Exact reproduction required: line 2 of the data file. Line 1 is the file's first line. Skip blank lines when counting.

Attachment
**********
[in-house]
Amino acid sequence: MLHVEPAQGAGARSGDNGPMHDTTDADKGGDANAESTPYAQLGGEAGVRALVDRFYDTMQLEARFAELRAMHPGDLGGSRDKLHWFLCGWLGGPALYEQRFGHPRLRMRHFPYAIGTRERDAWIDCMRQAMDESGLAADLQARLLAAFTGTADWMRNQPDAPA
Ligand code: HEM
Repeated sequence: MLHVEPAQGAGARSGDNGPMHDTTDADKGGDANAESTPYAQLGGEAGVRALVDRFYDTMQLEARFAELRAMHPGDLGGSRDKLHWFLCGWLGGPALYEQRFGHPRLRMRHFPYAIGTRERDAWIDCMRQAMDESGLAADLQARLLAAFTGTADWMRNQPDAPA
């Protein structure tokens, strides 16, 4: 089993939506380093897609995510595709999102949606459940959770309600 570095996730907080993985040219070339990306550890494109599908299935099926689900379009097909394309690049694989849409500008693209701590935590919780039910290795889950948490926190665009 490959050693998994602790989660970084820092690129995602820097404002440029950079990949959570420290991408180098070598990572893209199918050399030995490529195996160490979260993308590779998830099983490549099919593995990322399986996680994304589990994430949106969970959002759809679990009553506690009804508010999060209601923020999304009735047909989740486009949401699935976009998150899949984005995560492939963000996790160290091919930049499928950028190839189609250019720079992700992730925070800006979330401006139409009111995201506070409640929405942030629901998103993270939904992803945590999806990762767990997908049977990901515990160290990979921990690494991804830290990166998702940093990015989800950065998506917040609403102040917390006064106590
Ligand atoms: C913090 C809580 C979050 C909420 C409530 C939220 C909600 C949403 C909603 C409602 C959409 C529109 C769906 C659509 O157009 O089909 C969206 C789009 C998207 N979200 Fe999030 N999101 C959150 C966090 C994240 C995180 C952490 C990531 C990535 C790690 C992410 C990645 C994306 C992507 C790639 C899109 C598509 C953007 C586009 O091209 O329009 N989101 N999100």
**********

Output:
Amino acid sequence: MLHVEPAQGAGARSGDNGPMHDTTDADKGGDANAESTPYAQLGGEAGVRALVDRFYDTMQLEARFAELRAMHPGDLGGSRDKLHWFLCGWLGGPALYEQRFGHPRLRMRHFPYAIGTRERDAWIDCMRQAMDESGLAADLQARLLAAFTGTADWMRNQPDAPA